"Batch processing in tanks is the favoured method in industry for manufacture of high-value solid chemicals, such as agrochemicals, dyes and pharmaceuticals. There are a number of disadvantages to batch processing: large amounts of material are committed to each stage; failure can cause loss of the entire batch; there can be large variations in batch repeatability; and it is difficult to scale-up to larger volumes due to limitations on heat flow. Continuous flow manufacture in pipelines offers significant improvements over batch processing: continual processing of small volumes reduces risks in process failures; it is greener technology because it produces less waste; throughput can be increased; capital and running costs are lower; higher surface areas make it easier to heat and cool processes. A grand challenge in implementing continuous flow manufacture is handling of solids, in particular nucleation of fine crystals. Properties of the solid, such as size, shape and internal structure of crystals have enormous effects on their suitability, e.g., as drugs, pesticides, fertilizers. These properties can be difficult to control. Mixing and shear changes the fluid's readiness to grow crystals.
Our research programme aims to improve on current methods for crystallisation in continuous flow by using short, intense pulses of laser light to induce nucleation at specific points and times in the tubes of a continuous flow reactor. So far our laser-induced crystallisation method has been studied in the laboratory using only static sample vials and droplets. We therefore need to study our technique under mixing and flow conditions. Our objective is to demonstrate that our method can grow crystals at different locations where the fluid conditions favour certain crystal shapes, sizes and structures. Such techniques are not already available to industry. Even fractional improvements through this method could yield substantial improvements in the quality of solids, and could encourage industry to switch to continuous flow for more processes. Of course we do not claim that this will be a magic bullet to solve all challenges for continuous manufacture of high-value solids. However, we believe that the technique could stand to make significant savings and improvements in some processes, e.g., in the pharmaceutical industry.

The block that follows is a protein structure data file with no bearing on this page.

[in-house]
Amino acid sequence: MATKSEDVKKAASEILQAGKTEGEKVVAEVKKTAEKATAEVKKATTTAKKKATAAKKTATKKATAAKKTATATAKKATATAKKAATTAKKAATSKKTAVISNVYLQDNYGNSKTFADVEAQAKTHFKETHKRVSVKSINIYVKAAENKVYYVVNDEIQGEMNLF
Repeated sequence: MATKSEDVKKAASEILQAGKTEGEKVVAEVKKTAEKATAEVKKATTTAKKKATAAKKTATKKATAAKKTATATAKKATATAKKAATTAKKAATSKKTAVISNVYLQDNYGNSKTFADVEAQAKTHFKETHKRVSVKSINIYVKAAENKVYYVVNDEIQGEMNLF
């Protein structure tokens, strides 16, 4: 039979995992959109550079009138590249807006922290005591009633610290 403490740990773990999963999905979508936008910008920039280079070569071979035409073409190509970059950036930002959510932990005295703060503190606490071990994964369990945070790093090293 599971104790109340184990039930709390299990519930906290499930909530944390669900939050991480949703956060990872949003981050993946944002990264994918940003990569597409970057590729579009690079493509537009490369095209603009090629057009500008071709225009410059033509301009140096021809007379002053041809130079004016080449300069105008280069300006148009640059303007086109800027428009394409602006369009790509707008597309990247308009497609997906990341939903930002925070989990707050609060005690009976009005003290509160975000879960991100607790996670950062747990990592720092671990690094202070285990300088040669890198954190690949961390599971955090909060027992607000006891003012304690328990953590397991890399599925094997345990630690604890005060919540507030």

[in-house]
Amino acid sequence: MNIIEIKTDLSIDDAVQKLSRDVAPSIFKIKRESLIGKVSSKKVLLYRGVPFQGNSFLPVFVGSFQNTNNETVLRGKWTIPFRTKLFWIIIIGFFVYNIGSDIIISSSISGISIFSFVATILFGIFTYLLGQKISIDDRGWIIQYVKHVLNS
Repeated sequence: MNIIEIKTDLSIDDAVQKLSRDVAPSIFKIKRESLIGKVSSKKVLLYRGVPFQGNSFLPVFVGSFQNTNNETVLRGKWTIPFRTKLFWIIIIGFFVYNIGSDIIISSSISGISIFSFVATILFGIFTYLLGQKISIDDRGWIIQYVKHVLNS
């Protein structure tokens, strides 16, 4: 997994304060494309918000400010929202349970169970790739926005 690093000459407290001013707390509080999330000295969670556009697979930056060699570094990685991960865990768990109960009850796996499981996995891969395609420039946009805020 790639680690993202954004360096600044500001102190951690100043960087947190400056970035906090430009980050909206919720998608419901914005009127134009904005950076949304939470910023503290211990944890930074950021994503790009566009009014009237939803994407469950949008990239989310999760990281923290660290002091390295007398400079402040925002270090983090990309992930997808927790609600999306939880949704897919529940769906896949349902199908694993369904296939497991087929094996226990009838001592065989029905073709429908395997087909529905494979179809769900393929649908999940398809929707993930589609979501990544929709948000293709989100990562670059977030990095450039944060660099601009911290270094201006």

To make our programme relevant to the needs of industry, our project will embark on collaboration with a recently formed consortium for Continuous Manufacture and Crystallisation (CMAC). This group have secured significant investment through government (EPSRC), seven universities, three top-tier global-scale manufacturers (GlaxoSmithKline, AstraZeneca, Novartis), and another 28 industrial partners. CMAC aims to accelerate the adoption of continuous manufacturing processes, systems and plants for the production of pharmaceuticals and fine-chemicals to higher levels of quality, with lower costs, more quickly, and in a more sustainable manner. Our collaboration will ensure that industry leaders have fast and direct access to the outcomes of our research programme."
Short pulses of high power laser light can be used as an external field to induce rapid birth of crystals of various compounds from solutions. We discovered that nanofiltration of such solutions can effectively suppress this effect. This shows that laser-induced nucleation is not just about an interaction of molecules to be crystallised with the laser light but requires additional ingredients that can be removed by nanofiltration.